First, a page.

The author characterizes the Port Arthur period as a loss of opportunities period, he notes that the mistakes made by the navy headquarters at the beginning of the war were completely corrected in the S.O. Makarov’s command period, but after his death everything repeated.

He estimates the Tsushima period even worst than the previous one. The researcher considering the organization of the Z.P. Rozhdestvenskiy’s squadron marks that it wasn’t prepared for the war because of the differences among the ships, the most of which were deteriorated, the personal membership of the squadron was trained badly.

Considering the causes of the Tsushima tragedy the author sees the technical imperfection of the Russian up-to-date ships like “Borodino” as one of the defeat causes along with unskillfuled command, that is disproved by the number of sources (for example, by V.P. Kostenko’s memoirs [7]).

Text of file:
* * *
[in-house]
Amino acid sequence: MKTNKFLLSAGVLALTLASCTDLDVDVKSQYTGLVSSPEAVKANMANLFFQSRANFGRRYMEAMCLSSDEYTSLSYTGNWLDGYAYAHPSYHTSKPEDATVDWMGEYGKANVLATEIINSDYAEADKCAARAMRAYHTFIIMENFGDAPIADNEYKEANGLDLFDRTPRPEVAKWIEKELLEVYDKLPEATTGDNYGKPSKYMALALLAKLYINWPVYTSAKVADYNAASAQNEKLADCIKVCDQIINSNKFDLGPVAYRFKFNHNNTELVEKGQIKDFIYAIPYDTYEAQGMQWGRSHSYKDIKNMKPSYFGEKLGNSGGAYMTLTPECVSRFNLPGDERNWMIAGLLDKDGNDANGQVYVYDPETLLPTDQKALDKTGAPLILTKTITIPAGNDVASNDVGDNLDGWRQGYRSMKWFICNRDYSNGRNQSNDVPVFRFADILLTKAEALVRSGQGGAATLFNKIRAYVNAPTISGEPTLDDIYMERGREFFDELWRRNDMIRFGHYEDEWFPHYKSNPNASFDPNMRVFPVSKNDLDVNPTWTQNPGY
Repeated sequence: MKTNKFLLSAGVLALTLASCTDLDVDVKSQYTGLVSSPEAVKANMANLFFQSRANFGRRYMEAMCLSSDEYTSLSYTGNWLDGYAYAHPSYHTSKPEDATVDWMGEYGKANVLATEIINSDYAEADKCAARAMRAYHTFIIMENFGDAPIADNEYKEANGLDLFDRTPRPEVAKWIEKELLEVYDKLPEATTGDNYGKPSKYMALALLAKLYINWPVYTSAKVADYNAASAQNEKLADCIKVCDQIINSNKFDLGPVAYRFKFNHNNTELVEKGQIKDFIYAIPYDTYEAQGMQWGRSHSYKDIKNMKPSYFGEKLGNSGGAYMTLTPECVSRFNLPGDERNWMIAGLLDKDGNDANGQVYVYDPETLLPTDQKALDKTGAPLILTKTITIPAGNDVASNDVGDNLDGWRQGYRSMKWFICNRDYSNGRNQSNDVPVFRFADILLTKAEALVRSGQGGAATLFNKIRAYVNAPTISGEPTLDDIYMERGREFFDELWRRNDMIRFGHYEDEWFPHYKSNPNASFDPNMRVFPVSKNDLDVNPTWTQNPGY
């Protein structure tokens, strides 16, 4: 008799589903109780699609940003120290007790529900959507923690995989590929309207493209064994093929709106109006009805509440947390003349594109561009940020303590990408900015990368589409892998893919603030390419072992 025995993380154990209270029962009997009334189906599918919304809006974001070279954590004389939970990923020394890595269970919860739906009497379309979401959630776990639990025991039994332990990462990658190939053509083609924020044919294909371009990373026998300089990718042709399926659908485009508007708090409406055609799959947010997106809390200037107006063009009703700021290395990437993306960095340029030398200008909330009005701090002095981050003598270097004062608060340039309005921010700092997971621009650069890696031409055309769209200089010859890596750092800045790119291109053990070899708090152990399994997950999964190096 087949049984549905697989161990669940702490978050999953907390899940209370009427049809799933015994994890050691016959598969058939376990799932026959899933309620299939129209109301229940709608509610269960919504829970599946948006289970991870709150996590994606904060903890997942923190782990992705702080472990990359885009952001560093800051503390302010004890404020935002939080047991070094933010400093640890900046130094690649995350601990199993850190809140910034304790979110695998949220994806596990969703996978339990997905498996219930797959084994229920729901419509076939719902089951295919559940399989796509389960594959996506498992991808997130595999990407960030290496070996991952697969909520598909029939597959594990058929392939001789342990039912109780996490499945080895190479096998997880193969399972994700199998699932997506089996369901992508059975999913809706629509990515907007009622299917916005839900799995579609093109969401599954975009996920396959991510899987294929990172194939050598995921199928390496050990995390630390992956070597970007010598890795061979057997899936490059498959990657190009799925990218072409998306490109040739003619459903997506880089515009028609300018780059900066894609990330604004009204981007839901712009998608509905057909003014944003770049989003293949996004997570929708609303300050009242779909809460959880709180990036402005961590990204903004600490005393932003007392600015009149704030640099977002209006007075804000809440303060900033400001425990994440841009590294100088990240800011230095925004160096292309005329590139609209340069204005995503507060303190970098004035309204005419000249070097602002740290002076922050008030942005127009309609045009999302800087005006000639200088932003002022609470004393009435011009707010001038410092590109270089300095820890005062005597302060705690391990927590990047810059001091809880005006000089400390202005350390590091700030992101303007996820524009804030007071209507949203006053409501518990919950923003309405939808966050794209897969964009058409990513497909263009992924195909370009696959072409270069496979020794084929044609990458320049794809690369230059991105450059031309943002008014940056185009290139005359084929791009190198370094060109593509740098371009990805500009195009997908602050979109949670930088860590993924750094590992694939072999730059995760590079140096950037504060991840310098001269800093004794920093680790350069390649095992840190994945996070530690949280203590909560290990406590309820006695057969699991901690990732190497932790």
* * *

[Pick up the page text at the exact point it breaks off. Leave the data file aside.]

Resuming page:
B. Kolchigin and Y. Razin consider the Port Arthur’s defence and the navy participation in it. The authors pay much attention to the navy base strength. They note that the city wasn’t ready at all for the defence and couldn’t provide the normal naval forces location and the city Dalniy that situated not far away from Port Arthur was a good base for the Japanese in the process of preparing and supported their siege forces. In tote they give extremely negative characteristic of the Port Arthur as a naval base.

Though the authors highly evaluate the Port Arthur’s significance as a Far East outpost for Russia. According to the researches’ opinion, the Port Arthur seizure was a key to the Pacific Ocean supremacy for Japan, because there was no American navy in that time and the British one protected its metropolitan state.